Darning and making clothes, especially socks, was something women were taught to do during the war years. ‘Make do and mend,’ was one of the famous sayings used to propagate thrift and the saving of clothing. Today, mending and learning how to darn a sock is great for our environmental impact as it means fewer items going into landfills and best of all will save us some money.
How to Darn a Sock
Learning to darn a sock is a useful skill even today. The worn-out heel or the toe that pushes through the hole in the sock can make one want to throw the socks in the bin. But there is no need when you can darn! Darning replaces the fabric that has been worn out or closes a smaller hole in an area like the toe.
There are two ways to mend a sock and take care of toe or heel wear and tear.
How to Darn a Sock – Supplies
- Matching thread or wool for the sock.
- Darning needle or a needle with a large eye.
- Darning egg or mushroom (a rounded wooden device) or a tennis ball or hard ball are suggestions for the round piece to support the area to be darned. I have a small hand weight on my desk today reminding me to exercise and I realized that would make a good darning tool. Look around the house and you are sure to find something.
- Larger holes may need some net or interfacing to support the darning stitches.
What Thread should You Use for Darning a Sock?
If you don’t have a matching wool, use embroidery floss. This thread comes with six intertwined strands so you can separate them to make your thread as thin or thick as you need. Embroidery floss is readily available at fabric stores, is cheap and comes in a myriad of colors to match your sock. Normal sewing thread is usually too thin to darn a sock.
How to Darn a sock Toe
The worn out toe, especially the big toe space, is easy to fix.
- PREPARATION – Organize your tennis ball or round object to fit into the toe end of the sock and get together your colored thread or wool that matches the sock. This repair will be inside the shoe so a bit of deviation from the real color will not make that much difference. Thread the needle, turn the sock inside out and fit it over the ball or darning mushroom.
- KNOT – Tie a knot at the end of the thread and insert it into the sock and pull it through to the right side of the opening of the hole.
- FIRST STITCH – Pick up one stitch on the left side of the hole and then cross over the hole and pick up another stitch on the right side of the sock.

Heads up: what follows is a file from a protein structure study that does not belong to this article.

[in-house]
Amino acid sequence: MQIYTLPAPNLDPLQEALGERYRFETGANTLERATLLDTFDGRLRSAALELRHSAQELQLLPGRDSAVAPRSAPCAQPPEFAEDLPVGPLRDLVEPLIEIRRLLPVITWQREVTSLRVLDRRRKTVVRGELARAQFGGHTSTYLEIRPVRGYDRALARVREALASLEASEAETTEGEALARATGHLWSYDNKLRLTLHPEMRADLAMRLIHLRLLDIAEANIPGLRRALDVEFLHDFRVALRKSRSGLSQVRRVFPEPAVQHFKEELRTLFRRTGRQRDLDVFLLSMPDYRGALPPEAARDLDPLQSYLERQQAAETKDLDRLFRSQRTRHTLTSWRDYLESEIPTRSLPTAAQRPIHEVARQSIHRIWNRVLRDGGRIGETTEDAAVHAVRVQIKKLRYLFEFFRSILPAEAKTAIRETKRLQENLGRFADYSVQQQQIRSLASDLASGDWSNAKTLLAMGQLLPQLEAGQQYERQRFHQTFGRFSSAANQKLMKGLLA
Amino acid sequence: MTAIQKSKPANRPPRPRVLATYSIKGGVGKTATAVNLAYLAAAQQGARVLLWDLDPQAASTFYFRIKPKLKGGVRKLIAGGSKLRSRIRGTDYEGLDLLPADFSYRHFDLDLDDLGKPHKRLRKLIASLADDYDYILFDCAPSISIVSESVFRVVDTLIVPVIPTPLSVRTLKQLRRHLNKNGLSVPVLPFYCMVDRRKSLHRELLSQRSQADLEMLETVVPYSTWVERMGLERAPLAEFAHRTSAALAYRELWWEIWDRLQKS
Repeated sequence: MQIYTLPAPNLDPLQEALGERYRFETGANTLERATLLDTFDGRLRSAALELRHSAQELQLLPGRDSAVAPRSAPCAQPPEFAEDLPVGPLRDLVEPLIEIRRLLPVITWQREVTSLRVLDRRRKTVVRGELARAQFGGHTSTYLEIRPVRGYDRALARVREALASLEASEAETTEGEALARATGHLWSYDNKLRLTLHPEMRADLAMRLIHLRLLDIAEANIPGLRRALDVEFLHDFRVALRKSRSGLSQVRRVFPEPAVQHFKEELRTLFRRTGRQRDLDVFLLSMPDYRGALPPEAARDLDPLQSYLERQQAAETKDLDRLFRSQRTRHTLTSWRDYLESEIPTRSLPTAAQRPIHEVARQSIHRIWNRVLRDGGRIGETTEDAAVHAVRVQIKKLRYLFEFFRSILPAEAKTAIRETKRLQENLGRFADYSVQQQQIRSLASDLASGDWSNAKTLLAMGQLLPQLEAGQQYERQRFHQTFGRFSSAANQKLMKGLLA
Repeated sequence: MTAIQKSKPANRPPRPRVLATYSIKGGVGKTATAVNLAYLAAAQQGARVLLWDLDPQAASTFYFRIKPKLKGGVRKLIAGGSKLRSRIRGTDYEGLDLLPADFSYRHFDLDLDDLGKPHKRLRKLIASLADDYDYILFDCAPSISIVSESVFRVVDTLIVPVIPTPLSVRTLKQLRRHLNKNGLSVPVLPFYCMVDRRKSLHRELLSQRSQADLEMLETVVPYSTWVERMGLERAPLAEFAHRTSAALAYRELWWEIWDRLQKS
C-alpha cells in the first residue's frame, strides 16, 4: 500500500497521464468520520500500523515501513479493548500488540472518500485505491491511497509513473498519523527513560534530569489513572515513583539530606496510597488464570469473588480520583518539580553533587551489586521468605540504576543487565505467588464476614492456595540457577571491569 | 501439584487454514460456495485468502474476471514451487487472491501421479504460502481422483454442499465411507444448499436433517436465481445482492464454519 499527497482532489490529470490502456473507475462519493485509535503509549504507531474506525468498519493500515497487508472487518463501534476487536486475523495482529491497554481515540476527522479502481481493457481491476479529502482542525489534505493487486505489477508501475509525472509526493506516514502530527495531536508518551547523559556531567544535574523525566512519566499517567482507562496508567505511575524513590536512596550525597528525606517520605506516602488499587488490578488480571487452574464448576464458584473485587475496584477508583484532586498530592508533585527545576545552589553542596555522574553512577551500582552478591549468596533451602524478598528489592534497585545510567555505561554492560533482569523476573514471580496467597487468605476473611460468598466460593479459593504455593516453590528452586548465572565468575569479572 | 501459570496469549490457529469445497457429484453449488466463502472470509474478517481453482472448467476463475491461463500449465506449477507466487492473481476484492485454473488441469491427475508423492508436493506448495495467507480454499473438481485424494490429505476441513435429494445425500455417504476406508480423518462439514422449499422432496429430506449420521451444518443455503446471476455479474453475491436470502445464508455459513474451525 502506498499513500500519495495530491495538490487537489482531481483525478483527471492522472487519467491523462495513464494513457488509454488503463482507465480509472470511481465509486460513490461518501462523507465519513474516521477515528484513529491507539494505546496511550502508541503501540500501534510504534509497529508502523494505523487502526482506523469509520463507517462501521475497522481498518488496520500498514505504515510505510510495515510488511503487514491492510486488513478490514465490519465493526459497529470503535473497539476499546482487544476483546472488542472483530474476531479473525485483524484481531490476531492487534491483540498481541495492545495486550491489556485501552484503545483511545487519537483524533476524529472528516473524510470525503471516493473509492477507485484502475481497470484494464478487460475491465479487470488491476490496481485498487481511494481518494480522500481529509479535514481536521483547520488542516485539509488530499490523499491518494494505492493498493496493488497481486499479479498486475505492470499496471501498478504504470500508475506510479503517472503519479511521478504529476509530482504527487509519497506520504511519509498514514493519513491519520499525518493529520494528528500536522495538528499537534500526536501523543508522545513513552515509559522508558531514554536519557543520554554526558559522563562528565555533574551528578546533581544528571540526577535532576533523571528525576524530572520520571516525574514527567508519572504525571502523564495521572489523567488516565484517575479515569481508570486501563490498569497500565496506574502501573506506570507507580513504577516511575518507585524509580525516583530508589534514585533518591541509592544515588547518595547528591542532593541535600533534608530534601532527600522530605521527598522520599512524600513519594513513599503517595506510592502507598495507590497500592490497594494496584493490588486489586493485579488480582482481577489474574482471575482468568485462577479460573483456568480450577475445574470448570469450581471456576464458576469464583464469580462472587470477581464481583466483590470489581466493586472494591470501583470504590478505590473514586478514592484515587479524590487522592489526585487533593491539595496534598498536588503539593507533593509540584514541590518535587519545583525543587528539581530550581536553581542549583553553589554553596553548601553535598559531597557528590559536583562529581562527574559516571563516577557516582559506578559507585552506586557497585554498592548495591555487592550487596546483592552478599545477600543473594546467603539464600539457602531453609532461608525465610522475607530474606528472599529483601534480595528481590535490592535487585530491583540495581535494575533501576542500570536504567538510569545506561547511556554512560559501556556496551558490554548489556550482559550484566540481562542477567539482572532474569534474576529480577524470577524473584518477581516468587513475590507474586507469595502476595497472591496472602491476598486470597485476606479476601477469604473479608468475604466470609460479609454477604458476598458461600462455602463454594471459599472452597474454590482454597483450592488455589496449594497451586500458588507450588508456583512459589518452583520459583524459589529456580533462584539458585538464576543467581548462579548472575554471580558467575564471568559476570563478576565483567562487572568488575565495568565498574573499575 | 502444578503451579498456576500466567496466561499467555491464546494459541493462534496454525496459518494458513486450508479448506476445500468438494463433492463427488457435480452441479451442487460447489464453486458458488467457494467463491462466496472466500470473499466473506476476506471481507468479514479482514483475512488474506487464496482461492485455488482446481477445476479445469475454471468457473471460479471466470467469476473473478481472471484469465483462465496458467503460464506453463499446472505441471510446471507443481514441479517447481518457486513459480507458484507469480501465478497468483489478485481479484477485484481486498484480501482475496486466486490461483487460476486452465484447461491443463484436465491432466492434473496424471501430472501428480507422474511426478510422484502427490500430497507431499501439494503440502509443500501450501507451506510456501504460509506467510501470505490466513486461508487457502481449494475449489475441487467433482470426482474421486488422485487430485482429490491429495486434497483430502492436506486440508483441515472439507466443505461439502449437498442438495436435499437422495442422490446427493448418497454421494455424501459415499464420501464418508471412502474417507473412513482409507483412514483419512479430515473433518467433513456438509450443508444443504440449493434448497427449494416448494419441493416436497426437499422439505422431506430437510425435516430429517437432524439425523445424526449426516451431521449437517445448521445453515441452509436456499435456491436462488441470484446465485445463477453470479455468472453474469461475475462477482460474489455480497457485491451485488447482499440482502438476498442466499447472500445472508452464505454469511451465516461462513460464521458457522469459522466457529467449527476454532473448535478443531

- CONTINUE – Keep the threads lose and continue to pick up the stitches going from left to right until you have covered the whole area. There should be a criss-cross pattern of stitches going from left to right. Make the stitches closer together at the broad part of the
- CLOSE THE HOLE – When you have reached the end of the hole pull the stitches together and the hole should close nicely.
- ENDING – Insert the needle back into the sock at the end of the stitching. Pick up a thread or two and pull the thread almost all the way through leaving a small loop. Push the needle and thread through the loop and pull tight. Cut the thread and look at your handiwork. It should be almost invisible!
How to Darn a Sock Heel (or Larger Hole)
Once again have your needle and matching thread, darning egg or mushroom, and a small piece of net to give added strength to the darned hole at the back in the heel of the sock.
- TIDY – Tidy up the threads around the hole prior to stitching.
- STABILIZE – Pin or tack net in place if you need the extra reinforcement.
- THREAD – Use the matching thread to start stitching on the wrong side.
- DARN ACROSS – Start the little darning stitches, like running stitches, a short distance away from the edge of the worn edge. Run the needle and stitches up and down along the edge. As you get to the area with a hole, stitch right across while being careful not to pull too tight.
- DARN DOWN – Stitch under and over to make a grid of running stitches. When you come to the center part over the hole, weave the needle up and down. This creates a fabric like area in the middle. Once again, keep the area loose so it does not pucker.
- Here is a very neat darning stitch. See how the stitches form a woven section.
Why Do my Socks Keep Getting Holes?
Chances are you are not doing anything wrong. How long a sock lasts depends on the thickness and sturdiness of the material they are made from, your frequency of use and to a certain point, how you walk and the structure of your foot. If your big toe sticks out a lot more than the others then it is more likely to make a hole. Keep your nails short and if you do get a hole, don’t despair as you now know how to darn a sock.
How to Darn a Sock – In Conclusion
There you have it, two good ways to darn a sock. A darn good idea they said back in the day when any kind of worn-torn or faded clothing had to be saved. Make do and mend – keep it for its purpose as long as possible.